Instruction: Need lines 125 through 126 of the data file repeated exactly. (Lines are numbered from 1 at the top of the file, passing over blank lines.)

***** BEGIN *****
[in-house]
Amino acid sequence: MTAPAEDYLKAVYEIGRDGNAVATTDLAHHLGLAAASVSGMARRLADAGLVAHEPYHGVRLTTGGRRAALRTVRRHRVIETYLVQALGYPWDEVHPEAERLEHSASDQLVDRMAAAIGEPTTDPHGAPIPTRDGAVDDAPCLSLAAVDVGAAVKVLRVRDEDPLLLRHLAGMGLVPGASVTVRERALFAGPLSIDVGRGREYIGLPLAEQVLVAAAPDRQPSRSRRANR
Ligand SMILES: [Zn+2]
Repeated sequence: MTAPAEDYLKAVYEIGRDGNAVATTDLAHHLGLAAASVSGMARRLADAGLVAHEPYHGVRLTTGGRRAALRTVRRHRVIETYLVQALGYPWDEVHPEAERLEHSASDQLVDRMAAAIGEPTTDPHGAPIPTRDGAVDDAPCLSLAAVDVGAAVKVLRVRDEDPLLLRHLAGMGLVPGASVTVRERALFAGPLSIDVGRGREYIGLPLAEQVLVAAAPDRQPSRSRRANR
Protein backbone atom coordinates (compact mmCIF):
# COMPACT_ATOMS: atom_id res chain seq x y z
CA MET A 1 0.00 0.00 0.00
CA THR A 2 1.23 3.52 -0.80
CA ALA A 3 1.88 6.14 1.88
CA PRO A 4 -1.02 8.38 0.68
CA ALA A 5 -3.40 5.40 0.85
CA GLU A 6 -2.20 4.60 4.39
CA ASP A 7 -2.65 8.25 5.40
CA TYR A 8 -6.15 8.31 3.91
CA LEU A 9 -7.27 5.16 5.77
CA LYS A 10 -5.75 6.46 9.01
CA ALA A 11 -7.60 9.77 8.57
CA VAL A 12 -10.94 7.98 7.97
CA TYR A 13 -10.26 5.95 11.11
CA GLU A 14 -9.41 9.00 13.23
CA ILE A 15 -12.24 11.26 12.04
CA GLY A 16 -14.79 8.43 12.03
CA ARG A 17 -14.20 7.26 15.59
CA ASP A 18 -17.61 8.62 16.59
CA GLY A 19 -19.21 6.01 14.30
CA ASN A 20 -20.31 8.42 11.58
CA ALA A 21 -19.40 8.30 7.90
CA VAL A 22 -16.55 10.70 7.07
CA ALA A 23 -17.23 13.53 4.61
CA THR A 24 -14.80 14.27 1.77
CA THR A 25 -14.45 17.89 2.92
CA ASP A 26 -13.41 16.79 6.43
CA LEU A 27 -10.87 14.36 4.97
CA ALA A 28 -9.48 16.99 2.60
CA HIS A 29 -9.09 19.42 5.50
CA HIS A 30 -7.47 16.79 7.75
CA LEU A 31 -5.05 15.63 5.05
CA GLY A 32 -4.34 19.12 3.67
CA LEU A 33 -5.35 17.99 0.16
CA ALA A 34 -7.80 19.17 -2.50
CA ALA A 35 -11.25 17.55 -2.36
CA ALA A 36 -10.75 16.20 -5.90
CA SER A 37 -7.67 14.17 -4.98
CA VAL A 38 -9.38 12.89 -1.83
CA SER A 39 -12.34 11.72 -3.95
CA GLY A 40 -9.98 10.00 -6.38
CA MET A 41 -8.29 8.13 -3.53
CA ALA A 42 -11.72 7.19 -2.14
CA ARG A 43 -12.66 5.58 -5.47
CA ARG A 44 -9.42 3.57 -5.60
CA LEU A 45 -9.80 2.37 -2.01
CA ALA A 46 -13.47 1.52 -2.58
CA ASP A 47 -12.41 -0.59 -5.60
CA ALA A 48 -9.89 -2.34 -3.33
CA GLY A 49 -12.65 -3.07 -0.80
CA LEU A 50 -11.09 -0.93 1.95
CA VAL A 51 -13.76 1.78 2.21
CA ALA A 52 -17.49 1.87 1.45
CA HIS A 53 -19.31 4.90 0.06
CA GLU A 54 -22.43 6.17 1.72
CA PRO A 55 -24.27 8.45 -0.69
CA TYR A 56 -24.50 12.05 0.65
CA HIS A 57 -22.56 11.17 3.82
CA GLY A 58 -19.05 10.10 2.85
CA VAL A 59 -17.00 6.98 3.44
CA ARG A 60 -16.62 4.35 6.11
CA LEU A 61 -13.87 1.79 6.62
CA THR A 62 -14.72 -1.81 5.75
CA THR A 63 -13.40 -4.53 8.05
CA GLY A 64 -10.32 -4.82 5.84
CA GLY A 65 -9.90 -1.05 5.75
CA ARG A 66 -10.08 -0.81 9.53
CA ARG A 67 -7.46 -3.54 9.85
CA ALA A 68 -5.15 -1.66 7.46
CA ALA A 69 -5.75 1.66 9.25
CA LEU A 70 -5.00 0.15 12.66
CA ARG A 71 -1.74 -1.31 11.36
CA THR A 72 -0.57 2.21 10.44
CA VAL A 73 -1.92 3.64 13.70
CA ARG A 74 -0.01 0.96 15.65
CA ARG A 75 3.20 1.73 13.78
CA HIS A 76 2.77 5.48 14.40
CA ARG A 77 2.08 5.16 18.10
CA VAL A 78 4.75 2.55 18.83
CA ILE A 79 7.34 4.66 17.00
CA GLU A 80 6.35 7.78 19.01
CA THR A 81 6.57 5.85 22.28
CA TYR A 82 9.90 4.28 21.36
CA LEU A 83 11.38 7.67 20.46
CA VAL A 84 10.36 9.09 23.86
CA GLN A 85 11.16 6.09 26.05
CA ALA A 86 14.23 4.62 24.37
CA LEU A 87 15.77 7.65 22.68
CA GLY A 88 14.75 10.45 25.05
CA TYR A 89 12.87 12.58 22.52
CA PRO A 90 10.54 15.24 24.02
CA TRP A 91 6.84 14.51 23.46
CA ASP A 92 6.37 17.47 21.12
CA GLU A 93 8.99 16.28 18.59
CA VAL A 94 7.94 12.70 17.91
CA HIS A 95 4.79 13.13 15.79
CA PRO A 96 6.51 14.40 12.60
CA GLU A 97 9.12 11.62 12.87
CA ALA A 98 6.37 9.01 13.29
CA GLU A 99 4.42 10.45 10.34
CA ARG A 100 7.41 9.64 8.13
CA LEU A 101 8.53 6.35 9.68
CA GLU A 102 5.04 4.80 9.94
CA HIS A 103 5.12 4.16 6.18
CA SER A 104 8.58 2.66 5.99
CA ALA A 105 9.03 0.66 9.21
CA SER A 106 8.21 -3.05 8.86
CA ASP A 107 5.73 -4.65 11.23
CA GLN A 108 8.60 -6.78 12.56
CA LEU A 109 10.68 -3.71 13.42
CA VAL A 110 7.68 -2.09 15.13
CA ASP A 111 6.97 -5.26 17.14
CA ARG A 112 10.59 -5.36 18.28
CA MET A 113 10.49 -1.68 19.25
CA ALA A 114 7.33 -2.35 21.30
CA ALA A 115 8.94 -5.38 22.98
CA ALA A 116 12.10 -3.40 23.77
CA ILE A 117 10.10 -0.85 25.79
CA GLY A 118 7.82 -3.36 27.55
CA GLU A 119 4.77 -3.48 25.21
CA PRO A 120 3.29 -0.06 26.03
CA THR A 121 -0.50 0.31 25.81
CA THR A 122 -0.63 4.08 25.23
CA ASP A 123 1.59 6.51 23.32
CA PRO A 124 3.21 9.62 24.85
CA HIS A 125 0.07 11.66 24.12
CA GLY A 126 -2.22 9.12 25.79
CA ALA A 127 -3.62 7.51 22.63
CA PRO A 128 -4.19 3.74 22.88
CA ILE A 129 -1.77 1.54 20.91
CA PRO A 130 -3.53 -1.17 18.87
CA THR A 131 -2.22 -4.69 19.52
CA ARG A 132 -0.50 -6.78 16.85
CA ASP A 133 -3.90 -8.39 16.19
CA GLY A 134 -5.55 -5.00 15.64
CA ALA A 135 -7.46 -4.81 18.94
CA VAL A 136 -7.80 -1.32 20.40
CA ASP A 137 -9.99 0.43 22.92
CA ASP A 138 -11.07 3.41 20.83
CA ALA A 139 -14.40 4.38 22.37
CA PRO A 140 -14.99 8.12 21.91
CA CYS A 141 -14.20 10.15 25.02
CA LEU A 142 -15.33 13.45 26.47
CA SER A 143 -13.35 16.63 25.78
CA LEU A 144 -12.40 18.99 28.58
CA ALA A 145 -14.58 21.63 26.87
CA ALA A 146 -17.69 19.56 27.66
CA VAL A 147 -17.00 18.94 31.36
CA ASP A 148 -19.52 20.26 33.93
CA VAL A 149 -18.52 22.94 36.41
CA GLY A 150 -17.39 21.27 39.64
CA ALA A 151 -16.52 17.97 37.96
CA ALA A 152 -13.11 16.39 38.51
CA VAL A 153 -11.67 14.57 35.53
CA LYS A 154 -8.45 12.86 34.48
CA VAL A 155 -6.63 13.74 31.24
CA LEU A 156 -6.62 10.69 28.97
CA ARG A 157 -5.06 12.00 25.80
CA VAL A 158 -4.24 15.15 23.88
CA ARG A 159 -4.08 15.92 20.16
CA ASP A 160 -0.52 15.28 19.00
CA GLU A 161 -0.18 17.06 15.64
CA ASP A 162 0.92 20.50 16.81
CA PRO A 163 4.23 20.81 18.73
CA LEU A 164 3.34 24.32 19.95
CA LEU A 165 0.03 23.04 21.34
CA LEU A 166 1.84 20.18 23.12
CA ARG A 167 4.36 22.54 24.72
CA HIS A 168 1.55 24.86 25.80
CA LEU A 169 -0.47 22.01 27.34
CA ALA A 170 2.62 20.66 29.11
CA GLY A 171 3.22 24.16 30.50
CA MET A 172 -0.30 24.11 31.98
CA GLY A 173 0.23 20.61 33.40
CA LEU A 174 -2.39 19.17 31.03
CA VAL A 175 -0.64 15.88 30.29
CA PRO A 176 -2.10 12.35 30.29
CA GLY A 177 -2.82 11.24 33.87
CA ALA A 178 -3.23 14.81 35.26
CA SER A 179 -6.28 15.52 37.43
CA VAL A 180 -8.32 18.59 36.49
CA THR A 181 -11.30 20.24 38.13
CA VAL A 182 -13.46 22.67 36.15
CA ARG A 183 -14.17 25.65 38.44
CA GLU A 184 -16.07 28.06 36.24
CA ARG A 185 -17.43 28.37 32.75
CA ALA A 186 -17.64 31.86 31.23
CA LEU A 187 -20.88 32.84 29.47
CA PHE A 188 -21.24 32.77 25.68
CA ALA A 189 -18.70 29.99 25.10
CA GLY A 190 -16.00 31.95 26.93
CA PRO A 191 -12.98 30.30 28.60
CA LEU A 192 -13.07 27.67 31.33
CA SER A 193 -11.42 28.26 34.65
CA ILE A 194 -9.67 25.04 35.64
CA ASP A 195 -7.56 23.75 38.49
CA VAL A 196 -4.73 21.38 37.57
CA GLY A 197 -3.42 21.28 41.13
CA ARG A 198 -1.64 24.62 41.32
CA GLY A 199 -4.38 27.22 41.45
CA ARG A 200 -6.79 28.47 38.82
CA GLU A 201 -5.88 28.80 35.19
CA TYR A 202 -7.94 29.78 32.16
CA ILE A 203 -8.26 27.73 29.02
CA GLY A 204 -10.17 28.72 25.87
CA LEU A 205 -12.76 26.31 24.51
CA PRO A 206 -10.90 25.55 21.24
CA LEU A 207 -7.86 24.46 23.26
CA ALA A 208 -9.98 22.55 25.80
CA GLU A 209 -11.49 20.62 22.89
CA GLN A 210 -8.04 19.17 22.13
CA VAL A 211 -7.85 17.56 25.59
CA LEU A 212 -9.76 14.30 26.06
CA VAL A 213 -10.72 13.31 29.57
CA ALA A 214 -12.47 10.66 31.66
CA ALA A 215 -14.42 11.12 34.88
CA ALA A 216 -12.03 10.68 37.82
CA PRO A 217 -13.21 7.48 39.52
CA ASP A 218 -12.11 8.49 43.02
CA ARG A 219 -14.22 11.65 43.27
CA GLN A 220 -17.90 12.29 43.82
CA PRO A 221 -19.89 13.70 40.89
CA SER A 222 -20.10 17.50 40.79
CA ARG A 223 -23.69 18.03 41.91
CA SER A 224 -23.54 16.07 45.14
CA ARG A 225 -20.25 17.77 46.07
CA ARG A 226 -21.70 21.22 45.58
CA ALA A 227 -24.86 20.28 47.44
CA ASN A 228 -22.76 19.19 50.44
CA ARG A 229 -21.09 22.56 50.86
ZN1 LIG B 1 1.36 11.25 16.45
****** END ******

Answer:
CA GLU A 119 4.77 -3.48 25.21
CA PRO A 120 3.29 -0.06 26.03